Medicare’s administrator Seema Verma said the move will help prevent the spread of illness, but critics say telehealth is limited, especially in rural areas, and seniors who don’t know how to use devices might be imperiled if family members get close in order to teach them.
The Associated Press: To Keep Seniors Safe At Home, Medicare Expands Telemedicine
Medicare said Tuesday it will immediately expand coverage for telemedicine nationwide to help seniors with health problems stay home to avoid the coronavirus. The new option will allow millions of older people to take care of ongoing medical problems as well as new concerns, while heeding public health advice to stay home during the outbreak. (Alonso-Zaldivar, 3/17)
Modern Healthcare: Medicare Expands Telehealth To Fight COVID-19
The Trump administration on Monday announced that it will expand telehealth services for Medicare beneficiaries and cut back on HIPAA enforcement, the latest move to combat the coronavirus pandemic.Medicare will pay doctors and hospitals for a broad range of telehealth services on a temporary basis, effective March 6. The program will pay for office and hospital telehealth visits and include a wide range of providers including nurse practitioners, clinical psychologists and social workers. Telehealth visits will be reimbursed for the same amount as in-person visits. (Brady, 3/17)
The Wall Street Journal: Telemedicine Gets A Boost From Coronavirus Pandemic
The Trump administration expanded access to telemedicine in Medicare, a move that could relieve crowding at hospitals but strain companies facing a surge in demand from the coronavirus pandemic. Medicare patients will now have greater ability to seek treatment from their providers through remote means, such as videoconferencing on Skype or Apple Inc.’s FaceTime. The changes announced on Tuesday apply to the 44 million people who are on Medicare, a federal program for seniors and the disabled. (Armour and McKinnon, 3/17)
CNN: Patients And Doctors Are Turning To Telehealth, But What Is It?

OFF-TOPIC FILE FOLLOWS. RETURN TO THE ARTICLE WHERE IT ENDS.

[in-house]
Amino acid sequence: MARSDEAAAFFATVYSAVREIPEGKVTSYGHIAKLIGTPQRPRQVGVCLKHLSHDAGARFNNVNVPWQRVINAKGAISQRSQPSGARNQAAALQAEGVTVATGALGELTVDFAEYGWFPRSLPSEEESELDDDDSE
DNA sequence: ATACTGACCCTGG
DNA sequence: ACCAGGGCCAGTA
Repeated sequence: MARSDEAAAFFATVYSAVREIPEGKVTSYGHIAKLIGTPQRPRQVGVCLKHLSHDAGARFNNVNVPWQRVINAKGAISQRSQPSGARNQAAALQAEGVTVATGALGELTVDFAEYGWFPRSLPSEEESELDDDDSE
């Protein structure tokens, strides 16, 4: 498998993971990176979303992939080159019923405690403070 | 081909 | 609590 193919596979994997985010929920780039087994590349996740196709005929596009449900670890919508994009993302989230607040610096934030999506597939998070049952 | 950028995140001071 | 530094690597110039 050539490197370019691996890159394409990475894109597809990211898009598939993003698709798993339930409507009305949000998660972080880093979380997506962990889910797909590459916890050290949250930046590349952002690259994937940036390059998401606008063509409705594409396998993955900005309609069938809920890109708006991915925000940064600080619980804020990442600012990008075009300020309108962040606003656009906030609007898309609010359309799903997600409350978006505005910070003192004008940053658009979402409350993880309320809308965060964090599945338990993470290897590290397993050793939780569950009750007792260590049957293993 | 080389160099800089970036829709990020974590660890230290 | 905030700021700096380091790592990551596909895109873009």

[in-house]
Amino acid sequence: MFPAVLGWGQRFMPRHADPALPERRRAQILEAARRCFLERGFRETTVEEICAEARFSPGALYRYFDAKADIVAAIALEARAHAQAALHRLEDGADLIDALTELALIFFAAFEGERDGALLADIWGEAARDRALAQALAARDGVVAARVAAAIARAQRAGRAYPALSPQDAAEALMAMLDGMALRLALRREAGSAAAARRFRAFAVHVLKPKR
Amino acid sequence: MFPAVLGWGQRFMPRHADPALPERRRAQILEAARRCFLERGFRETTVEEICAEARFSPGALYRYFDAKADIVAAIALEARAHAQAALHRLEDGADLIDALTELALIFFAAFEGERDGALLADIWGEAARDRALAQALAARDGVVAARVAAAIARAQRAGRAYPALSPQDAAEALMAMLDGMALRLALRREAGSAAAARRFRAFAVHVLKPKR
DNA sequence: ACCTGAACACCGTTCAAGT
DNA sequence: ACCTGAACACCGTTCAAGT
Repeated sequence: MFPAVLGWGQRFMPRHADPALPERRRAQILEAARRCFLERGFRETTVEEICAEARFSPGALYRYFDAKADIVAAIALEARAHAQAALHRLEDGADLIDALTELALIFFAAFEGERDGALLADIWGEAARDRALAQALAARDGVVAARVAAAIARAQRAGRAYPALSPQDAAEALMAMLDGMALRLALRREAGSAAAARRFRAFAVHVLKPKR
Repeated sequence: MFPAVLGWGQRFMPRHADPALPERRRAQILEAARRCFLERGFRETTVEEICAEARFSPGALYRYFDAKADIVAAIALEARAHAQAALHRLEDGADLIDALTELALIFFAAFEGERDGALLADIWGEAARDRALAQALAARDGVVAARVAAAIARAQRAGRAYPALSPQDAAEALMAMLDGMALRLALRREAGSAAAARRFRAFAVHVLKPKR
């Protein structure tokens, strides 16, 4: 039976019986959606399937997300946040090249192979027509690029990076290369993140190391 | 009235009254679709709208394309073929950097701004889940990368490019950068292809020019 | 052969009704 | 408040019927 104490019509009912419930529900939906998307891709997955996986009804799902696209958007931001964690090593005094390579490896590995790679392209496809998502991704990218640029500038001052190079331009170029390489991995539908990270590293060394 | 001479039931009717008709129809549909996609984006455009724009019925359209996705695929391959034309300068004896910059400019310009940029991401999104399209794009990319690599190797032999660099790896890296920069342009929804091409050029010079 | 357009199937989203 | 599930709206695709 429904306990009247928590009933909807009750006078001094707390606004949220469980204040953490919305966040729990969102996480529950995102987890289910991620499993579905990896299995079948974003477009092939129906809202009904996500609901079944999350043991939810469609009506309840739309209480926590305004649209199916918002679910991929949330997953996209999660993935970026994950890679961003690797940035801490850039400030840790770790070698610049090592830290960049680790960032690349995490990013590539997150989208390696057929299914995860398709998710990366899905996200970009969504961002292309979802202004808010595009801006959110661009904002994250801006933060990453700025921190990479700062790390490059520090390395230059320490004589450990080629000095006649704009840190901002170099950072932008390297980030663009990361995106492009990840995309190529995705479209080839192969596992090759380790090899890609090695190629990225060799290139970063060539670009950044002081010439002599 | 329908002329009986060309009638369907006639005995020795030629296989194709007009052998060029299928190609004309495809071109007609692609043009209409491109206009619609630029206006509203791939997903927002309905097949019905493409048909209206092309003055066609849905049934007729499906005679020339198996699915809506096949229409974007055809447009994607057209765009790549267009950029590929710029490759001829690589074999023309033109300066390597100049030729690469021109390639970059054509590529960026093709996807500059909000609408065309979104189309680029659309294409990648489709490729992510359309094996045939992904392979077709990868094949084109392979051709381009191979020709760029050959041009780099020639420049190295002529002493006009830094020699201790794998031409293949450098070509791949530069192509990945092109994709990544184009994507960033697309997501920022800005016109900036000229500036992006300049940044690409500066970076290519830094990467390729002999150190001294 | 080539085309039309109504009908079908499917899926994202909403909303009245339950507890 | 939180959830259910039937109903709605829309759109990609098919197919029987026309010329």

The coronavirus pandemic has opened the door for Medicare patients to have access to telehealth, the Centers for Medicare and Medicaid Services (CMS) said Tuesday. But what is that, exactly? Telehealth connects patients to healthcare providers through videoconferencing, electronic consultations and virtual communications, in lieu of in-person consultations, according to the American Hospital Association. In 2019, 76% of US hospitals used the technology. (Holcombe, 3/18)
Stat: Patients Overwhelm Telehealth Services Amid Coronavirus Pandemic
Telehealth services are sagging under the weight of an unprecedented surge in patients as hospitals scramble to shift routine care online in response to the coronavirus pandemic. The crisis is stressing major telehealth providers’ technical infrastructure and the supply of physicians prepared to deliver care virtually. (Brodwin and Ross, 3/17)
Stat: White House Is Pinning Its Hopes On Health Tech. Can It Deliver?
Over the past week, President Trump and his administration have made statements and taken other actions that show they increasingly recognize the magnitude of the coronavirus pandemic — and are counting on health tech, and especially telemedicine, to help save the country. But can the technology meet the demands of this extraordinary moment? How the health tech community performs in this crisis could instantly and dramatically advance the industry — and shape how medical care gets delivered for years to come. (Robbins, 3/18)
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